Earth’s Magnetic Field

Our planet Earth has a magnetic field that extends from its interior out into space. This geomagnetic field primarily originates from the Earth’s core, where convection of molten iron generates electric currents and a corresponding magnetic field. The circulating liquid iron within the outer core acts like a giant electromagnet, creating a dipolar magnetic field with north and south poles.

The Earth’s magnetic field reaches up to around 60,000 km from the surface. This region is known as the magnetosphere, and it helps shield the planet from charged particles emitted from the Sun. The solar wind, comprising ionized plasma from the Sun, deforms the magnetosphere on the side facing the Sun. Solar storms and fluctuations can intensify the solar wind, compressing the magnetic field on the Earth’s day side and stretching it into a long tail on the night side.

The magnetic north and south poles of Earth do not correspond exactly with its geographic poles and actually shift over time. Currently, magnetic north is located in northern Canada, while magnetic south is in the Southern Ocean off the coast of Antarctica. Over centuries, the magnetic poles gradually drift due to changes in the convection currents in the outer core. Every few hundred thousand years, the magnetic field actually flips orientation, with north and south poles switching places.


Earth’s magnetosphere is the region of space surrounding our planet where its magnetic field dominates over the solar wind from the Sun. It extends for tens of thousands of kilometers into space and acts like a protective shield around Earth. Charged particles streaming from the Sun in the solar wind would otherwise strip away our atmosphere. But the magnetosphere deflects most of these particles before they can reach Earth’s surface.

The magnetosphere is formed by Earth’s magnetic field. As the solar wind meets the magnetic field, the field lines are pushed back by the solar wind particles until they reach an equilibrium point. Here, the pressure of the solar wind is balanced by the magnetic field pressure, forming a boundary called the magnetopause. Beyond this lies the magnetotail, where the field lines are dragged backwards into a long tail by the solar wind.

Within the magnetosphere, charged particles are trapped in two donut-shaped belts called the Van Allen radiation belts. They pose a hazard to satellites and astronauts passing through them. The inner belt consists mainly of high energy protons, while the outer belt contains high energy electrons. The flux and intensity of particles in the belts can vary greatly depending on solar activity.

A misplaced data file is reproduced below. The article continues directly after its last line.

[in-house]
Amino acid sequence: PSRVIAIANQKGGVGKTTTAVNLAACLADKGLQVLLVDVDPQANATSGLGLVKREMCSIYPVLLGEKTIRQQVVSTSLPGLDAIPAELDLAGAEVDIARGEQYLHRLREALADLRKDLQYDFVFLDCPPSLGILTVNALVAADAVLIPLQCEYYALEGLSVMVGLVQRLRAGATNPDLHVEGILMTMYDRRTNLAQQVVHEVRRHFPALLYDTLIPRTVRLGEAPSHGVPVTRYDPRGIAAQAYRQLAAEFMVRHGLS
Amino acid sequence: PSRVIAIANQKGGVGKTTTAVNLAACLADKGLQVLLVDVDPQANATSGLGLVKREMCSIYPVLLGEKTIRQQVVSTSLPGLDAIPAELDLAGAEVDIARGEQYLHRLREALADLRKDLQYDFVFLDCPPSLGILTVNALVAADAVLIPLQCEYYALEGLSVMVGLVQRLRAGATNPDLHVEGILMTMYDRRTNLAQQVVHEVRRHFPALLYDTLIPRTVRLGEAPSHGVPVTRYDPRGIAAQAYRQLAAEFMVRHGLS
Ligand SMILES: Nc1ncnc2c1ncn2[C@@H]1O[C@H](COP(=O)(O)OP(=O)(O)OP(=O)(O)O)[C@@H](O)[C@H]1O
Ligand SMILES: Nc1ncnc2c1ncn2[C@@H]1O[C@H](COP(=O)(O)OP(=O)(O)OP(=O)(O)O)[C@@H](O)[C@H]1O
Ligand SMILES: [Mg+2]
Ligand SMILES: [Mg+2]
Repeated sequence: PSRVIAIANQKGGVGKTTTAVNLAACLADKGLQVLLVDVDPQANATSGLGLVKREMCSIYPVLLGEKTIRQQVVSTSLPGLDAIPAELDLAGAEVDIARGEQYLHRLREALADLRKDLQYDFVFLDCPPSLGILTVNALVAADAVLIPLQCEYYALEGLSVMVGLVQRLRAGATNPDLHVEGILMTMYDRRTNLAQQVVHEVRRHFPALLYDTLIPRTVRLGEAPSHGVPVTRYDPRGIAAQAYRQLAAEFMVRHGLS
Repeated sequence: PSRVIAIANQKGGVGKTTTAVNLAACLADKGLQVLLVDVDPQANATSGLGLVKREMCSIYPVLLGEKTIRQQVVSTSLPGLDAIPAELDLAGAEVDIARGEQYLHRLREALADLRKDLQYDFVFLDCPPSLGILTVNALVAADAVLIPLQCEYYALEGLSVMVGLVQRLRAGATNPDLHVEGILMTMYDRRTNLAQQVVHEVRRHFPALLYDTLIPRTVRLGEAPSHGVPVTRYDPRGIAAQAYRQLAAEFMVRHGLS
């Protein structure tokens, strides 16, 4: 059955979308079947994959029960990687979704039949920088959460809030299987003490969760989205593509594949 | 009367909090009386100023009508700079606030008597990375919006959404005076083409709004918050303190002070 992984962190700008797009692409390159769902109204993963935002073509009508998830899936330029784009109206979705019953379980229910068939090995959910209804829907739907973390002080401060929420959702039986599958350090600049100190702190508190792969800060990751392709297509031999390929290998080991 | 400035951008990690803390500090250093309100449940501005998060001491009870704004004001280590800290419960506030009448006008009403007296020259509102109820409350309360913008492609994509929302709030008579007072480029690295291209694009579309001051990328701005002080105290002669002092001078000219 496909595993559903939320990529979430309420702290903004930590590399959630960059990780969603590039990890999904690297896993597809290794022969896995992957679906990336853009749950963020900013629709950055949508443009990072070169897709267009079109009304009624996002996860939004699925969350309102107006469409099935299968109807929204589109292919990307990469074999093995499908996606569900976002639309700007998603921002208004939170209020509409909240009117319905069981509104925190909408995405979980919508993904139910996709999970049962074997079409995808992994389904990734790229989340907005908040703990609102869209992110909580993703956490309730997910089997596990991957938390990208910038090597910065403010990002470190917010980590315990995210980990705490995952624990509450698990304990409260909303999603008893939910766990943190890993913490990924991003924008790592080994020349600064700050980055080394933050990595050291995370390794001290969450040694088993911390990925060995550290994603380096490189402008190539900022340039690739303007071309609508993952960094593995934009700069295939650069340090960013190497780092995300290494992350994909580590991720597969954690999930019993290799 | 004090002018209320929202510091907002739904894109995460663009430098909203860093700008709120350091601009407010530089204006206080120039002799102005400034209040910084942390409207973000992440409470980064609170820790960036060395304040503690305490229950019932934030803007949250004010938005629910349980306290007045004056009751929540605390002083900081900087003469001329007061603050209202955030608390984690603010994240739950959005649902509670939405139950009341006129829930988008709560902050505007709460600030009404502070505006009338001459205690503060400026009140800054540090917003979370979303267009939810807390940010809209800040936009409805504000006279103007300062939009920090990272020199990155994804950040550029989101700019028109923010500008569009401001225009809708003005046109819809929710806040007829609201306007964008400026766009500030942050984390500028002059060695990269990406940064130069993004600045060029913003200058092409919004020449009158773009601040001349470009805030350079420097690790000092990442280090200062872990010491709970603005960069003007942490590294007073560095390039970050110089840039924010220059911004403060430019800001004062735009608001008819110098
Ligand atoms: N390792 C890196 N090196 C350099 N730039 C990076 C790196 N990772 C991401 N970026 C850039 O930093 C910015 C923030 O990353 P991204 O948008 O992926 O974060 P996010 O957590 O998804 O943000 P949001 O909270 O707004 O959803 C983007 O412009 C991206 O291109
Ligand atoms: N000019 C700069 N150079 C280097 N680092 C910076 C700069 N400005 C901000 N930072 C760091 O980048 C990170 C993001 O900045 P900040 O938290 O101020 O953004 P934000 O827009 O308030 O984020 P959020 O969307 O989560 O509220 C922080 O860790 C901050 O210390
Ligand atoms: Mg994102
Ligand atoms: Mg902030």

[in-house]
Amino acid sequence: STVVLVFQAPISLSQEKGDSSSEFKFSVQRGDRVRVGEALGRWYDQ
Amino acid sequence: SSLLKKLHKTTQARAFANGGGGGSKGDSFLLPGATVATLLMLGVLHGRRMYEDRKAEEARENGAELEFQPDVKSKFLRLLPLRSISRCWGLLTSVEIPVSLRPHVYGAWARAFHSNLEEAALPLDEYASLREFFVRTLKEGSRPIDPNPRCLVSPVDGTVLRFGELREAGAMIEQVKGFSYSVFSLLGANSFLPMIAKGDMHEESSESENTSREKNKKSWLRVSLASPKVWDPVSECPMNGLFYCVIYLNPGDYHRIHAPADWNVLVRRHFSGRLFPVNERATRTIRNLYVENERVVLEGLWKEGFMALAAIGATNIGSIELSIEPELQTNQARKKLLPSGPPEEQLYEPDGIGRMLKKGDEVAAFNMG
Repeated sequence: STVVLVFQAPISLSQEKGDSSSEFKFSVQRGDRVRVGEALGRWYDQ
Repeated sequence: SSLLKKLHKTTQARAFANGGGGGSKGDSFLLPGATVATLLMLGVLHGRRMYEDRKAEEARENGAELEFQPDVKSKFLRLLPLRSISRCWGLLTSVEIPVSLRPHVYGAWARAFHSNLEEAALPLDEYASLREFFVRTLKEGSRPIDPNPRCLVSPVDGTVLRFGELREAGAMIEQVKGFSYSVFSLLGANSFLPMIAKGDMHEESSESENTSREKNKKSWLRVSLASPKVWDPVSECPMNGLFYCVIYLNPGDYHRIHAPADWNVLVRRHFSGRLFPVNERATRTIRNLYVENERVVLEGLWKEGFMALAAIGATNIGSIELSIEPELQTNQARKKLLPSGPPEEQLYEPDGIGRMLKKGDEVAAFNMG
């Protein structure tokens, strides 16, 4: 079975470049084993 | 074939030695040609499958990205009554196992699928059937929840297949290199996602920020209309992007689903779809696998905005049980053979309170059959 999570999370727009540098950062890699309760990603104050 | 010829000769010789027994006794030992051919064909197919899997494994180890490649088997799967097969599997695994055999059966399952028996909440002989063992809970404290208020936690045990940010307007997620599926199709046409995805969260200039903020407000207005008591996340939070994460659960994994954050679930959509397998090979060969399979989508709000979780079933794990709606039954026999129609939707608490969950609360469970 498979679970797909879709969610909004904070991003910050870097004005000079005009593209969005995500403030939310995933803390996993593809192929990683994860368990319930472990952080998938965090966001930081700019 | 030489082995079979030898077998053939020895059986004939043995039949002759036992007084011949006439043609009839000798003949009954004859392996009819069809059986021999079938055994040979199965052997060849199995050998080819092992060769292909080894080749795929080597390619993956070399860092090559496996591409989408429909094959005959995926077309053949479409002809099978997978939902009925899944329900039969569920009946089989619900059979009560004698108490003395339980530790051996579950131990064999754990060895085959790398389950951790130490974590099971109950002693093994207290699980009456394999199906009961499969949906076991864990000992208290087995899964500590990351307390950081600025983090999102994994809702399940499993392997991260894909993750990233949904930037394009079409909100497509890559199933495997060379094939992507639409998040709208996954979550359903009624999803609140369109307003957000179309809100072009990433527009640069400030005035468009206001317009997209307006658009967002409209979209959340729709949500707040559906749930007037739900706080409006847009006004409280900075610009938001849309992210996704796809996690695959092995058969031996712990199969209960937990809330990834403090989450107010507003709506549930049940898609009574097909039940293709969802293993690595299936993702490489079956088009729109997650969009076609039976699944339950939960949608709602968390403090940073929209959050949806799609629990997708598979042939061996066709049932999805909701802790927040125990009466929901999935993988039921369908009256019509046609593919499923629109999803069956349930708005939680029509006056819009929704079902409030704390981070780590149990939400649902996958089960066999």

During geomagnetic storms when the solar wind pressure increases, the structure of the magnetosphere can change dramatically. The magnetopause gets pushed closer to Earth as the magnetic field becomes compressed. These storms allow more solar particles into near-Earth space, causing beautiful auroras but also potential damage to satellites and power grids on the ground. The magnetosphere is vital for shielding Earth’s surface from the energetic particles and radiation of space.

Magnetic Fields in Nature

Magnetism is found abundantly in nature. Some examples of natural magnets include:


Lodestones are naturally magnetized pieces of the mineral magnetite. They are the most ancient types of permanent magnets, and were the first magnets ever discovered. Lodestones were used in compasses in ancient times to indicate direction by aligning with Earth’s magnetic field.

Magnetotactic Bacteria

Many species of bacteria contain chains of magnetic particles called magnetosomes, which cause them to be magnetic. These bacteria use their internal miniature compasses to align themselves with Earth’s magnetic field lines as they swim, helping them more efficiently navigate towards favorable conditions.

Other organisms believed to contain magnetic particles for orientation and navigation include birds, bees, and some types of algae.

Magnetized Rocks

Certain strongly magnetic rocks, including basalt and granite, contain deposits of minerals rich in iron, nickel, or cobalt. These can become magnetized over time through processes like heating and cooling in Earth’s changing magnetic field.

Ancient magnetic rocks provide a historical record of the planet’s magnetic field going back billions of years.